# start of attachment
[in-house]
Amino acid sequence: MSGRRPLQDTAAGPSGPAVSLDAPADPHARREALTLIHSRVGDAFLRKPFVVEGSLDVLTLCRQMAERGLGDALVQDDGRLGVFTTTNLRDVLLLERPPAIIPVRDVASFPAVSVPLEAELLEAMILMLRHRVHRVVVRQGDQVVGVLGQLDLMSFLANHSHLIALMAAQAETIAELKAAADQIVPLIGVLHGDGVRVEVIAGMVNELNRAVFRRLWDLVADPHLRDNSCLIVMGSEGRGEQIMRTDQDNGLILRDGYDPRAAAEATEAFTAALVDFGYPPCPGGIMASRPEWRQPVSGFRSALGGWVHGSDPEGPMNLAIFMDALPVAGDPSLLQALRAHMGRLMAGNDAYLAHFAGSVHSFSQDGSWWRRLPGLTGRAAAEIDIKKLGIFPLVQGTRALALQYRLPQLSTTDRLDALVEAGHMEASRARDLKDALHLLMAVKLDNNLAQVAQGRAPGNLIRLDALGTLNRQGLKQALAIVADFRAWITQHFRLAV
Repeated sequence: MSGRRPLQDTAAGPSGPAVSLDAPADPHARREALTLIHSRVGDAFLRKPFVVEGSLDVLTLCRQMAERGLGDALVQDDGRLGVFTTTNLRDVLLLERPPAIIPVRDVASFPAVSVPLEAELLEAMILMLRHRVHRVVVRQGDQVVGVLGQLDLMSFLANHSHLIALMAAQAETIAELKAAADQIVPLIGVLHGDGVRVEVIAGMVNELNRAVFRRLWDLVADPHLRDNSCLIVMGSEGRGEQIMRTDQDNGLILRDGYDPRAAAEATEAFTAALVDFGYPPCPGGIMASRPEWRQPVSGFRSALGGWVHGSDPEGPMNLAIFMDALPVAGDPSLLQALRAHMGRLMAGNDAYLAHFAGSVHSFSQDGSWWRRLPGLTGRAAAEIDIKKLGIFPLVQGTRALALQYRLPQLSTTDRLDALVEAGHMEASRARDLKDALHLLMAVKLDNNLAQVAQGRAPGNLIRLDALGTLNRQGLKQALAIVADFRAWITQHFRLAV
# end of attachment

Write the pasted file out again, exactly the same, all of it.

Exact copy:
[in-house]
Amino acid sequence: MSGRRPLQDTAAGPSGPAVSLDAPADPHARREALTLIHSRVGDAFLRKPFVVEGSLDVLTLCRQMAERGLGDALVQDDGRLGVFTTTNLRDVLLLERPPAIIPVRDVASFPAVSVPLEAELLEAMILMLRHRVHRVVVRQGDQVVGVLGQLDLMSFLANHSHLIALMAAQAETIAELKAAADQIVPLIGVLHGDGVRVEVIAGMVNELNRAVFRRLWDLVADPHLRDNSCLIVMGSEGRGEQIMRTDQDNGLILRDGYDPRAAAEATEAFTAALVDFGYPPCPGGIMASRPEWRQPVSGFRSALGGWVHGSDPEGPMNLAIFMDALPVAGDPSLLQALRAHMGRLMAGNDAYLAHFAGSVHSFSQDGSWWRRLPGLTGRAAAEIDIKKLGIFPLVQGTRALALQYRLPQLSTTDRLDALVEAGHMEASRARDLKDALHLLMAVKLDNNLAQVAQGRAPGNLIRLDALGTLNRQGLKQALAIVADFRAWITQHFRLAV
Repeated sequence: MSGRRPLQDTAAGPSGPAVSLDAPADPHARREALTLIHSRVGDAFLRKPFVVEGSLDVLTLCRQMAERGLGDALVQDDGRLGVFTTTNLRDVLLLERPPAIIPVRDVASFPAVSVPLEAELLEAMILMLRHRVHRVVVRQGDQVVGVLGQLDLMSFLANHSHLIALMAAQAETIAELKAAADQIVPLIGVLHGDGVRVEVIAGMVNELNRAVFRRLWDLVADPHLRDNSCLIVMGSEGRGEQIMRTDQDNGLILRDGYDPRAAAEATEAFTAALVDFGYPPCPGGIMASRPEWRQPVSGFRSALGGWVHGSDPEGPMNLAIFMDALPVAGDPSLLQALRAHMGRLMAGNDAYLAHFAGSVHSFSQDGSWWRRLPGLTGRAAAEIDIKKLGIFPLVQGTRALALQYRLPQLSTTDRLDALVEAGHMEASRARDLKDALHLLMAVKLDNNLAQVAQGRAPGNLIRLDALGTLNRQGLKQALAIVADFRAWITQHFRLAV